In case you haven't handed your ballot off to a West Linn canvasser or mailed it in (with proper postage, please), here are my views on the statewide races.
The secretary of state is the least powerful of the statewide elected offices, but the most visible, apart from the governor, because of the SoS's prominent position in the Voter's Pamphlets. The three main duties of the SoS are to oversee elections, manage the corporations division, and audit other state agencies. Under the incumbent, Kate Brown, the office has performed its audit function well, most notably by identifying for the Department of Revenue 66,000 Oregonians who hadn't filed tax returns for 2007, and has managed the corporations division acceptably. A series of elections howlers, however, suggests that it's time for a new secretary of state. First is the ongoing skirmishing over enforcing ORS 254.483, the law that requires county clerks to destroy unused ballots promptly after 8:00 p.m. on election day. Ms. Brown does not like that law, and her office has taken the position that the county clerks should ignore it, but the legislature has repeatedly turned down proposals to amend it, including one introduced at Ms. Brown's request in 2011. It remains the law today, and the Secretary of State should be enforcing it. Second is her office bungling (the Oregonian's word) the enforcement of the election laws that prohibit public agencies for campaigning for or against ballot measures. This spring came her office's mess-up of the Labor Commissioner's race, which it scheduled for the May primary and then yanked from the ballot after only two candidates filed, based on its misreading of state law.
Newest and strangest is the fresh news that the state's elections director, Steven Trout, e-mailed the Postal Service to ask the Service not to deliver ballots with no or insufficient postage to the county clerks. Mr. Trout apparently said that by delivering the ballots to the county clerks, the Postal Service was violating Oregon law and the federal constitution. The Postmaster General sent back a pointed letter on October 31 stating, in Isaac's translation, that (1) the job of the Postal Service is to deliver the mail, especially ballots; (2) Oregon law can't bar the Postal Service from delivering the mail; and (3) if Oregon doesn't want to count ballots without postage, it isn't going to cozen the Postal Service into doing its dirty work by throwing those ballots away instead of delivering them. Oregon has long prided itself on having high voter turnout, and the secretary of state is the leading cheerleader for getting out the vote. It beggars understanding (at least it beggars my understanding) to figure out why anyone from the secretary of state's office would ask the Postal Service to suppress cast ballots.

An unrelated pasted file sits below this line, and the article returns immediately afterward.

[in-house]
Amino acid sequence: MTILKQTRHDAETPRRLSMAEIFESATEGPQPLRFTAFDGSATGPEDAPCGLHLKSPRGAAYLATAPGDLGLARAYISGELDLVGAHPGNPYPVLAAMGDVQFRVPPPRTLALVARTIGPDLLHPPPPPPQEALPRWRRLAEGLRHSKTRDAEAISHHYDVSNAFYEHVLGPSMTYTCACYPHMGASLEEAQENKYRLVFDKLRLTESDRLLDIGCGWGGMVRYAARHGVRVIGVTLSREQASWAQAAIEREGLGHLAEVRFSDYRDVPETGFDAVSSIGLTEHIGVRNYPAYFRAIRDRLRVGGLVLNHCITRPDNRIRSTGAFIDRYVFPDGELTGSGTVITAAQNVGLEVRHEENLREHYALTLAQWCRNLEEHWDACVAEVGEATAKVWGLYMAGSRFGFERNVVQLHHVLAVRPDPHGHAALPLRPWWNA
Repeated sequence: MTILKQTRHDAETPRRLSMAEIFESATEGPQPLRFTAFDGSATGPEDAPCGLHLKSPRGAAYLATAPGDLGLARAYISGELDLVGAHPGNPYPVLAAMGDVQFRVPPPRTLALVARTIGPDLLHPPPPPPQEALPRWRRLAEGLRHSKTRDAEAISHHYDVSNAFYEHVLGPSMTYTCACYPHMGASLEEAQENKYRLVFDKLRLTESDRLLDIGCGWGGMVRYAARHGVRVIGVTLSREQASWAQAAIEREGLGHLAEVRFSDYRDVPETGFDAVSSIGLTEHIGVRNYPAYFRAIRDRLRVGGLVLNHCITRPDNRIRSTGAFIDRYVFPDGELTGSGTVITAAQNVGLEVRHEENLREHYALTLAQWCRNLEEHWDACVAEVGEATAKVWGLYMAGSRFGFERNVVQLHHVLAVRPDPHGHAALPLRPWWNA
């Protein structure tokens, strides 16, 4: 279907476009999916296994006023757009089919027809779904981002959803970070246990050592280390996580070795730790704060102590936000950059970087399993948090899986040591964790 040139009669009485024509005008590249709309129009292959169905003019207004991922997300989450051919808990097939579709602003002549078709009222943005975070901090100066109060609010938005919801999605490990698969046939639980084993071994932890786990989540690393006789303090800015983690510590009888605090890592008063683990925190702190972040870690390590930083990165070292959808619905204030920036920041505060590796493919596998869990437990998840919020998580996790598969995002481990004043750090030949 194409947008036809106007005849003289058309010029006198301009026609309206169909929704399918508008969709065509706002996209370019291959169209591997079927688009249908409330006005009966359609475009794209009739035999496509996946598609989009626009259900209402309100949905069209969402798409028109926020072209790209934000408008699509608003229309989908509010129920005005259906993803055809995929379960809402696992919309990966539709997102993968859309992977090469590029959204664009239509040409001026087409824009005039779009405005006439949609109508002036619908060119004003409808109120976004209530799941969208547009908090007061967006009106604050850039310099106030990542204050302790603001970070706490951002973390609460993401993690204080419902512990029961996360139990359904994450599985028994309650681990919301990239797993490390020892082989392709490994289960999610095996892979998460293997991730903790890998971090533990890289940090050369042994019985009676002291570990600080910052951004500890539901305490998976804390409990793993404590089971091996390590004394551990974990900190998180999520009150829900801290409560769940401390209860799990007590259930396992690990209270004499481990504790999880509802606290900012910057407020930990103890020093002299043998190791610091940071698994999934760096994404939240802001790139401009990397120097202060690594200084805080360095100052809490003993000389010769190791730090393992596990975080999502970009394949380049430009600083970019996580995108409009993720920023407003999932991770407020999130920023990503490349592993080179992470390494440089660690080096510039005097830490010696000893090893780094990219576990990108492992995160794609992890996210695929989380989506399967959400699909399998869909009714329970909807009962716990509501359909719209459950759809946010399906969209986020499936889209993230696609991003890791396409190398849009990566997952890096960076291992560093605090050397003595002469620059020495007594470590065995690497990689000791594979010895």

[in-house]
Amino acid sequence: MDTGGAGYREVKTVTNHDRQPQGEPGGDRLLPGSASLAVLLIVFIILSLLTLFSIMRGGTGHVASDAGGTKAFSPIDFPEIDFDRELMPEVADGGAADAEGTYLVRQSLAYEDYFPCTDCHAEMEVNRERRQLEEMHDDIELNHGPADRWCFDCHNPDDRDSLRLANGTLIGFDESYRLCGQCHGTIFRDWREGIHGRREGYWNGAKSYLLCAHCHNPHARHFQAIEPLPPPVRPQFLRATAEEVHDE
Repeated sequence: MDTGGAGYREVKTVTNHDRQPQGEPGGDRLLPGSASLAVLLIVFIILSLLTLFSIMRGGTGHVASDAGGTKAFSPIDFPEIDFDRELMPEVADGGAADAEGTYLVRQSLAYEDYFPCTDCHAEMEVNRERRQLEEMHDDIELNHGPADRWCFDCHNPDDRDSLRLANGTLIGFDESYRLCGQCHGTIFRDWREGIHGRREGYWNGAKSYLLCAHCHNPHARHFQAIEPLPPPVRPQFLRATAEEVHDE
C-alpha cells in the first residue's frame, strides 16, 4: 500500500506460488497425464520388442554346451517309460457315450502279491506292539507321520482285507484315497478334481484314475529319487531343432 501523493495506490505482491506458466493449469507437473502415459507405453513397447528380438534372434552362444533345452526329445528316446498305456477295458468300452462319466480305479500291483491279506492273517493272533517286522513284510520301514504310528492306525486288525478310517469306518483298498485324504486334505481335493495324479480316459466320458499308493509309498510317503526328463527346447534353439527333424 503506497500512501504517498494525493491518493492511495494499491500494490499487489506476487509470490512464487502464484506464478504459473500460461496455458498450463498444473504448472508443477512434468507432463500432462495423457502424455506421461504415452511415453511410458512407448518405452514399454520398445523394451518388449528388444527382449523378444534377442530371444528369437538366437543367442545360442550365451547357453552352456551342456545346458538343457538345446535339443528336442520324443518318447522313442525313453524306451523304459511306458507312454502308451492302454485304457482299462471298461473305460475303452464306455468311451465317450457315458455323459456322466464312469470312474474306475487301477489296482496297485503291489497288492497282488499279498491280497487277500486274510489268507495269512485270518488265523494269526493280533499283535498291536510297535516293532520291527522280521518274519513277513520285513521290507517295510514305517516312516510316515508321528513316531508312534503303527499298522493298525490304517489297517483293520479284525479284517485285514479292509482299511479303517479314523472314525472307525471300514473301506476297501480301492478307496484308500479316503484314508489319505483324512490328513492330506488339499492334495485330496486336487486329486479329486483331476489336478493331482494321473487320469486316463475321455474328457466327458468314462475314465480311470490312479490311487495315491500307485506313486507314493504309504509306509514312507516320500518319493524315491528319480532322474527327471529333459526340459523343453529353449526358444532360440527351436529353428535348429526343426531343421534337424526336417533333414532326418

The office needs a change immediately. Of the several challengers, Knute Buehler is the most likely to win. He is a Bend physician and founder of a clinic that employs 170 persons, according to his website, which suggests that he has some management and supervisory experience. He receives my endorsement and my vote.
I am passing over the attorney general's race, partly because I've known both candidates a long time. Ellen Rosenblum, who has held the post for the last few months since John Kroger's sudden resignation, is eminently qualified by experience and temperament to hold this post. Her Republican opponent, James Buchal, won the nomination on a write-in campaign after being recruited by party activists when no one filed in the Republican primary. Mr. Buchal brings an unusual pedigree for a last-minute recruited candidate: a degree from Harvard and two from Yale, experience as a Wall Street lawyer, and more recently a law practice focusing on energy, natural resources, and public lands, all issues of major important to our state. One of my few criticisms of Ms. Rosenblum is that she is the only statewide major party candidate this year who has refused to debate or even appear jointly with the opposing candidate, except once, for the endorsement interview of the Salem Statesman. Ms. Rosenblum and Mr. Buchal would each serve with distinction. Which one I voted for must remain a secret.
In the third statewide race, Brad Avakian, the nonpartisan (which means Democratic) incumbent Commissioner of the Bureau of Labor and Industries, faces Bruce Starr, the nonpartisan (which means Republican) challenger. Mr. Starr came across as a very nice guy when I heard him speak to a small group not long ago. Mr. Avakian is more direct. I don't always agree with Mr. Avakian's policies, and we're of rather different political temperaments, but I believe that he has a better understanding of the position, and its limits, than does Mr. Starr. Mr. Avakian is the better choice, and he earned my vote.